religion_tamoule122_marche_sur_le_feu_-_credit_irt_-_serge_gelabert_dts_12_2015.jpgPhotographePhotographe© Serge GELABERT
© Serge GELABERT

Tamil ceremonies in Reunion Island

 

 

The land of living together, Reunion Island is the embodiment of harmony and tolerance where the beliefs of the various communities that inhabit the island coexist. With its intense rituals and colourful festivals, the Hindu religion occupies an important place in the spiritual life of the island. Do you fancy dancing with the Malabars in the Land of Eden to the beat of the drums? Countless Indian celebrations are open to the public all year long. Open your chakras and discover the most beautiful Tamil ceremonies in Reunion Island.

Take part in the Thimithi firewalking ceremony

Firewalking is one of the oldest and undoubtedly most spectacular Tamil rituals in Reunion Island. This ceremony is open to the public but you must be respectful and discreet if you take part. Impressive and painful in equal measures, it celebrates the purity of the Hindu goddess Draupadi, who crossed a field of coals getting burnt to prove her virginity to her future husband.

The ceremony generally takes place at the start of the year and devotees test their faith by proving that their mind is stronger than their body. After 17 days of eating only vegan food and a long procession through water, it is a profound and mystical experience for participants and an impressive spectacle for observers.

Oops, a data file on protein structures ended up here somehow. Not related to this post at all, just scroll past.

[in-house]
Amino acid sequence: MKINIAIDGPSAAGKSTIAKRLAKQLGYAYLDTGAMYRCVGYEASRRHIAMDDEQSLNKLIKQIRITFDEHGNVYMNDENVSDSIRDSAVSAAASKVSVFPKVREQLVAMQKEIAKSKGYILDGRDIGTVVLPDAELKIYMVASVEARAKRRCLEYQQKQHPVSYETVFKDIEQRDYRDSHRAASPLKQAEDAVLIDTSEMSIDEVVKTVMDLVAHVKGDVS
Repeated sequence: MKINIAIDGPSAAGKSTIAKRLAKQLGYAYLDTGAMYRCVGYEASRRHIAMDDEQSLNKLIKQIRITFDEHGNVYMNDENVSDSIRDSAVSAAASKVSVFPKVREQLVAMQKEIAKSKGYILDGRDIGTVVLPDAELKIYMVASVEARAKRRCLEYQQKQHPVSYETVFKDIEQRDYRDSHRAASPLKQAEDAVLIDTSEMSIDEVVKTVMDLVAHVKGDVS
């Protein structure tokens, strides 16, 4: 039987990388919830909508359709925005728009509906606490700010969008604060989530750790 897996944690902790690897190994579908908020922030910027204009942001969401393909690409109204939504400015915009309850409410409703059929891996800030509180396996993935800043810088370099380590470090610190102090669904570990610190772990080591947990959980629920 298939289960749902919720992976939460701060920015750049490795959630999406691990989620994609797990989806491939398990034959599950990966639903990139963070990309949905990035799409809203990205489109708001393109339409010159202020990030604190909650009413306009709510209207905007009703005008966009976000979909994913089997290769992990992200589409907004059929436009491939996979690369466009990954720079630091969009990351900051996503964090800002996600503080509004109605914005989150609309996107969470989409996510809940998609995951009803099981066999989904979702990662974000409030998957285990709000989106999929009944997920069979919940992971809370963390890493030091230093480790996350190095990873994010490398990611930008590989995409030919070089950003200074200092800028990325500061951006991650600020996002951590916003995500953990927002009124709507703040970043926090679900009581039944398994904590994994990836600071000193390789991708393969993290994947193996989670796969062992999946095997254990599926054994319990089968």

When we arrive we realise that the public has a part to play in the ritual. The Thimithi is a kind of communion, a challenge which has to be shared. The beating drums, the shouting and the dance of vibrant colours gradually give way to a strange trance-like sensation. The experience is intoxicating for the senses and totally fascinating as the faithful devotees calmly cross the coals in bare feet. Sometimes there are rituals at the end of this enthralling Tamil ceremony in Reunion Island.

Celebrate Diwali, the festival of light!

Diwali is the most popular Indian festival in Reunion Island. It celebrates the victory of the god Krishna over the demon Narakasura who terrorised both heaven and earth. Light triumphed over darkness, a metaphor for knowledge triumphing over ignorance.

You have to wait for the darkest night of the year, in October or November, to take part in the Diwali festivities. During the day, neighbours and friends give each other sweet treats in honour of Lakshmi, the goddess of light and prosperity. The faithful gather inside Tamil temples while laymen marvel at their gorgeous exteriors. We try to recognise the multitude of deities up on the stepped roofs and this brightly coloured pantheon is like an exotic journey in itself. As twilight falls in the city, the faithful fill their windows with candles all the better to chase away the darkness.

The highlight of Diwali is most definitely the parade through the city’s streets. It’s like Bollywood on wheels as the floats enter the main roads of Saint-André, the city which traditionally plays host to the biggest Diwali parade. The faithful wear their traditional Indian clothes and march to music alongside the creatively made floats that light up the night and bring it to life.

The sky shines even brighter with the fireworks that bring the festivities to a close. With its spirituality, tradition, friendliness and festive feel, Diwali sums up the values of Reunion Island.

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